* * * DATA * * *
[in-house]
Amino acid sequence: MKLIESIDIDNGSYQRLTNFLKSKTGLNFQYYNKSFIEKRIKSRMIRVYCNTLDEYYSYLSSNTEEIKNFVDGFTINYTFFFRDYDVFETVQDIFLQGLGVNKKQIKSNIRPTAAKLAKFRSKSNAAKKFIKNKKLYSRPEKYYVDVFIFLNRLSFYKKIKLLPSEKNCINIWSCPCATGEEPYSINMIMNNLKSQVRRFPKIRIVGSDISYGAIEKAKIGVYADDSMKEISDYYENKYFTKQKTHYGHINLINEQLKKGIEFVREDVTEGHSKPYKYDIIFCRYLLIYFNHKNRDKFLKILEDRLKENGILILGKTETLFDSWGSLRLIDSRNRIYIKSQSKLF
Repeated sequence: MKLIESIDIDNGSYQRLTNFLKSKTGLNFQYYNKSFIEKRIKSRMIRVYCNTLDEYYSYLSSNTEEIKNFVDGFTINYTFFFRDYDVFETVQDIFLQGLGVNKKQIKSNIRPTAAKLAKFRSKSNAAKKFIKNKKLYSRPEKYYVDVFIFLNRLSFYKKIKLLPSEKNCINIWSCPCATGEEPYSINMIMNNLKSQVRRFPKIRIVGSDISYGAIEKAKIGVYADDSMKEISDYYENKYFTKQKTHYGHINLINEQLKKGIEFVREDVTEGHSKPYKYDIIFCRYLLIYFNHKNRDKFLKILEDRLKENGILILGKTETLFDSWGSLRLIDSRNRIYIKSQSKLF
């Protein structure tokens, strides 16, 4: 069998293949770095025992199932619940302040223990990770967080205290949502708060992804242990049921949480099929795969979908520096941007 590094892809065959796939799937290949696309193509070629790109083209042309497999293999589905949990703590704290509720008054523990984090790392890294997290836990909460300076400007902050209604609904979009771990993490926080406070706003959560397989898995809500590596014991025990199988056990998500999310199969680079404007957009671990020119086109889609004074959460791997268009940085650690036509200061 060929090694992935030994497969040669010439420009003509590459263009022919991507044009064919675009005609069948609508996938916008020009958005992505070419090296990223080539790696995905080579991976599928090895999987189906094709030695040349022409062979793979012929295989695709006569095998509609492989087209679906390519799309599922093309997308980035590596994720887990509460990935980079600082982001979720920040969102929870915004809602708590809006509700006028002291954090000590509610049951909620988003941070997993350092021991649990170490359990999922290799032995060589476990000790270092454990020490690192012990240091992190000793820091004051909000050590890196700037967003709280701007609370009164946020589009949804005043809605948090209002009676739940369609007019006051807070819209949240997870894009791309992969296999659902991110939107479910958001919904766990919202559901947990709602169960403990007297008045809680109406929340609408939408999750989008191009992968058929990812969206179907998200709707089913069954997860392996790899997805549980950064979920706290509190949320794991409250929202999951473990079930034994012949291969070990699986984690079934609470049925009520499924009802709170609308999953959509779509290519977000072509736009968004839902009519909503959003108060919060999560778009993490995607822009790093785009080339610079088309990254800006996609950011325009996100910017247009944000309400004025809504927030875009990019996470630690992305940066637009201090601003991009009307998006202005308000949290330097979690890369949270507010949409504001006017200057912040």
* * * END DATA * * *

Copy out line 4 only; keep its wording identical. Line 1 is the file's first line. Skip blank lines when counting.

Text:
């Protein structure tokens, strides 16, 4: 069998293949770095025992199932619940302040223990990770967080205290949502708060992804242990049921949480099929795969979908520096941007 590094892809065959796939799937290949696309193509070629790109083209042309497999293999589905949990703590704290509720008054523990984090790392890294997290836990909460300076400007902050209604609904979009771990993490926080406070706003959560397989898995809500590596014991025990199988056990998500999310199969680079404007957009671990020119086109889609004074959460791997268009940085650690036509200061 060929090694992935030994497969040669010439420009003509590459263009022919991507044009064919675009005609069948609508996938916008020009958005992505070419090296990223080539790696995905080579991976599928090895999987189906094709030695040349022409062979793979012929295989695709006569095998509609492989087209679906390519799309599922093309997308980035590596994720887990509460990935980079600082982001979720920040969102929870915004809602708590809006509700006028002291954090000590509610049951909620988003941070997993350092021991649990170490359990999922290799032995060589476990000790270092454990020490690192012990240091992190000793820091004051909000050590890196700037967003709280701007609370009164946020589009949804005043809605948090209002009676739940369609007019006051807070819209949240997870894009791309992969296999659902991110939107479910958001919904766990919202559901947990709602169960403990007297008045809680109406929340609408939408999750989008191009992968058929990812969206179907998200709707089913069954997860392996790899997805549980950064979920706290509190949320794991409250929202999951473990079930034994012949291969070990699986984690079934609470049925009520499924009802709170609308999953959509779509290519977000072509736009968004839902009519909503959003108060919060999560778009993490995607822009790093785009080339610079088309990254800006996609950011325009996100910017247009944000309400004025809504927030875009990019996470630690992305940066637009201090601003991009009307998006202005308000949290330097979690890369949270507010949409504001006017200057912040």